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‘Orphaned’ wells are a problem in Pennsylvania and there are more of them than we thought

  • Kiley Koscinski/WESA
In this 2012 photo, Laurie Barr points to an abandoned well near the Allegheny National Forest.

Scott Detrow / StateImpact Pennsylvania

In this 2012 photo, Laurie Barr points to an abandoned well near the Allegheny National Forest.

Scott Detrow / StateImpact Pennsylvania

In this 2012 photo, Laurie Barr points to an abandoned well near the Allegheny National Forest.

More than 81,000 documented oil and gas wells across the U.S. have been left unplugged by former owners — far exceeding the previous estimate of 56,000, according to a new report by the Environmental Defense Fund.

Western Pennsylvania is home to 8,840 abandoned and unplugged wells, the report says.

The report, compiled using mostly publicly-available data, found clusters of orphan wells in the Appalachian region and south central states like Kentucky, Oklahoma and Texas. Oklahoma had the greatest concentration of wells.

“It’s almost a visual history lesson of oil and gas development in the United States,” said Adam Peltz, a senior attorney at the Environmental Defense Fund.

What are ‘orphan’ wells?

When a well dries up, the Oil and Gas Act of 1984 requires the owners and operators to plug them upon abandonment and report that information to the Department of Environmental Protection.

Orphan wells have no legal or financial owner and as a result become wards of the state. They are orphaned often when their owner fails to properly decommission the well, leaving the burden on government agencies like the department of environmental protection.

These aren’t just holes in the ground. Orphan wells are a source of climate warming methane emissions.

The EPA estimates that emissions from all inactive, unplugged wells ranges from 7 to 20 million tons of carbon dioxide equivalent per year in the form of methane. The Environmental Defense Fund compares this to emissions from 1.5 million to 4.3 million cars.

“It’s a meaningful source of short term climate warming. That’s a problem for everyone,” Peltz said.

Orphan wells have also been known to contaminate air, water and soil.

“Their mere presence can lower property values,” Peltz added.

Hundreds of thousands of undocumented orphan wells are out there

Prior to the Oil and Gas Act, reporting location and status of wells was not an industry practice, allowing operators to leave pipes in the woods, under a lake or elsewhere.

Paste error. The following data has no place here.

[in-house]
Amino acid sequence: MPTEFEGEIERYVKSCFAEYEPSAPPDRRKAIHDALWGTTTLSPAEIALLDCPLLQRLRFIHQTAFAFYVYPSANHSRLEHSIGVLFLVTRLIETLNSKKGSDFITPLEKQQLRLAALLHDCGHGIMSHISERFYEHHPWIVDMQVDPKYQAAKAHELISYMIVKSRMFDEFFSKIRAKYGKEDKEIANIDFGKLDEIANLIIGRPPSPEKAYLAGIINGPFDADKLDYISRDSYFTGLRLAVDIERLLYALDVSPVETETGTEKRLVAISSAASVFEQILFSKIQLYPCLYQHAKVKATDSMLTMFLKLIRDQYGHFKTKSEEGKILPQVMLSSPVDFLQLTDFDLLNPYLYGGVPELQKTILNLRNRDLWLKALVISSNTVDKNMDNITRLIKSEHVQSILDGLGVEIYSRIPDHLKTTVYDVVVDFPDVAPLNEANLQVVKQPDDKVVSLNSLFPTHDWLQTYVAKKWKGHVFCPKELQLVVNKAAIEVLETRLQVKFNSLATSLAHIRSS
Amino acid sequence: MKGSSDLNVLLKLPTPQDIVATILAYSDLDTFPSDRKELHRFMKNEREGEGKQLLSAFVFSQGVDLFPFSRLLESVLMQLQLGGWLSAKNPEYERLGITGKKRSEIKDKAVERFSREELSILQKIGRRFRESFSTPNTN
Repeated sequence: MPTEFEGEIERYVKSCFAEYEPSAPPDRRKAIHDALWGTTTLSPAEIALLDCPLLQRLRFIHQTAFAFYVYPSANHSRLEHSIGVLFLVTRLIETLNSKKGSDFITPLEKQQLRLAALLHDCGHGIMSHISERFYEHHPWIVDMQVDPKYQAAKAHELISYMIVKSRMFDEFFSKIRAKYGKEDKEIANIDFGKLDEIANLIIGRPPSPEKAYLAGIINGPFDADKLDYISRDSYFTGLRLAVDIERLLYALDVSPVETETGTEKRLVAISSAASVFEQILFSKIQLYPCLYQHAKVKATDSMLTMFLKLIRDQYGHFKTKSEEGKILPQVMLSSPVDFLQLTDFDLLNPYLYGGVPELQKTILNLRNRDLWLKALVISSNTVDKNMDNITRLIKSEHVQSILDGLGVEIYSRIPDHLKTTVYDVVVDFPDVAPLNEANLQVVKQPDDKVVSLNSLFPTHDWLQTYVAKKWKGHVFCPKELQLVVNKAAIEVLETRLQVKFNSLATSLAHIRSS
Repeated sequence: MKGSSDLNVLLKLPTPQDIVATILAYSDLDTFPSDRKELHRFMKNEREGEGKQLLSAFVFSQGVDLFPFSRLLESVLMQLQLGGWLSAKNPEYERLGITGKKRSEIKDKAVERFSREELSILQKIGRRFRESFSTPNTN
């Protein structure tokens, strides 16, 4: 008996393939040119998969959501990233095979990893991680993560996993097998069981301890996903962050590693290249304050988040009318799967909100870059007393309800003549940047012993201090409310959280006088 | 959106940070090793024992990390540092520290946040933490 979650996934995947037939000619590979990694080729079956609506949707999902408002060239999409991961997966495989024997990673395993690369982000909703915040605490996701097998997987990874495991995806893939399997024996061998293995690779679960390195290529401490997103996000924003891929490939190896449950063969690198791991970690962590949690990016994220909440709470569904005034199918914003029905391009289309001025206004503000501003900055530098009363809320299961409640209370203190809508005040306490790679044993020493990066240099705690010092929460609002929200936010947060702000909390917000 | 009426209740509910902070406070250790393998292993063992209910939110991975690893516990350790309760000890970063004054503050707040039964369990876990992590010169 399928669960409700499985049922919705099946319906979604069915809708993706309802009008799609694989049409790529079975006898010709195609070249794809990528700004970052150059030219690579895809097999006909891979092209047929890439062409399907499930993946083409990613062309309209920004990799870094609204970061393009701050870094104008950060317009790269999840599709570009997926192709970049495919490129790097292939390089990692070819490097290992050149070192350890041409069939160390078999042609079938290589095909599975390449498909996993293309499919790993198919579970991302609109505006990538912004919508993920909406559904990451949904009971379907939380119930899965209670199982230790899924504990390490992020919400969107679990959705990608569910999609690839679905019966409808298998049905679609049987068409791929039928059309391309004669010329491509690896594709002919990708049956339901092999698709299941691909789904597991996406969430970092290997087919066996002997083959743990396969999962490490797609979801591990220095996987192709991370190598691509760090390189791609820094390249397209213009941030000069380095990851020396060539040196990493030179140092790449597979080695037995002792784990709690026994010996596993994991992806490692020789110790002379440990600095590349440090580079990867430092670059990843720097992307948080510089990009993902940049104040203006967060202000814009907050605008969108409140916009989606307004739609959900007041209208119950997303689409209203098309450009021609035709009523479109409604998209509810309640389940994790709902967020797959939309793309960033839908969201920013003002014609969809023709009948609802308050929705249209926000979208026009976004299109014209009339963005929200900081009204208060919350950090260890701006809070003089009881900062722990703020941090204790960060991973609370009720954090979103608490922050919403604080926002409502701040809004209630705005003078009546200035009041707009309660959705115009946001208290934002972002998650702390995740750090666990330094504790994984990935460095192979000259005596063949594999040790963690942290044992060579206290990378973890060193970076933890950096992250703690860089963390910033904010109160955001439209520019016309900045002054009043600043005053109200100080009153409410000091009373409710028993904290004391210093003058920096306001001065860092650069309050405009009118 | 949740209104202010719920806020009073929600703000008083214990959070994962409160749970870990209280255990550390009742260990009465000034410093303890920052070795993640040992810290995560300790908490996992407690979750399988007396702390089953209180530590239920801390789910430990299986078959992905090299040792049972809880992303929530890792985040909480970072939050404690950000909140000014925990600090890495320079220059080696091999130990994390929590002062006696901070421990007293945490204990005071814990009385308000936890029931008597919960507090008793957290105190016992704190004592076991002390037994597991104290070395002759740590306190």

That means there are decades of undocumented oil and gas wells unaccounted for across the country.

In more recent cases, oil and gas companies that have declared bankruptcy have left unplugged wells behind.

The Environmental Protection Agency found in its 2021 greenhouse gas emissions inventory report that there were nearly 2 million unplugged and abandoned oil and gas wells in the United States in 2019. That figure has likely changed with the drilling of new wells and plugging of old ones.

Peltz said it’s impossible to know exactly how many orphan oil and gas wells exist in the United States. Many are found during development projects. The Environmental Defense Fund report focused on those that have been documented, but remain unplugged.

“This is something of a wake-up call. Because these wells are only scratching the surface,” he said of the documented wells the map shows. “Now is the time for all of us to be thinking about how to reduce future orphan well burden.”

Pennsylvania could be home to most of the country’s orphan wells

Most of the 8,840 documented orphan wells the report found in Pennsylvania are in the western part of the state. The highest concentrations are in McKean (2,385), Venango (2,022) and Warren (1,561) counties. Butler County has 547 documented orphan wells.

But Pennsylvania likely has the biggest gap between documented orphan wells and undocumented orphan wells, according to Peltz. That’s because of Pennsylvania’s long history with oil production; the state is the birthplace of the industry in the United States in 1859.

For much of that history, operators drilled hundreds of thousands of wells for which there is no record. And there was no requirement to plug them upon abandonment.

A 2018 report by the Pennsylvania Department of Environmental Protection estimated there are approximately 200,000 unaccounted for oil and gas wells in the state. Other estimates have been much higher.

Wells aren’t just hidden in forested areas and fields. They have been found under schools, near homes and under bodies of water, Peltz said.

In 2011, an orphan well leaking methane near a home in Bradford, Pa. caused a house to explode, resulting in $250,000 in damage.

The American Jobs Plan could fund plugging the wells

Peltz is pinning his hopes on funding from the American Jobs Plan that would support capping hundreds of thousands of oil and gas wells across the country. It could also create as many jobs.

The report focused on orphaned wells that have been documented because they could be eligible for closure funding in the American Jobs Plan.

Currently, the state DEP has been able to plug fewer than 10 wells per year. Peltz estimates rescue funding could increase the program to 10 times that.

Peltz said legislators need to pay attention to orphan wells and the impact they have on climate change.

“The orphan well problem is an everyone problem,” he said.

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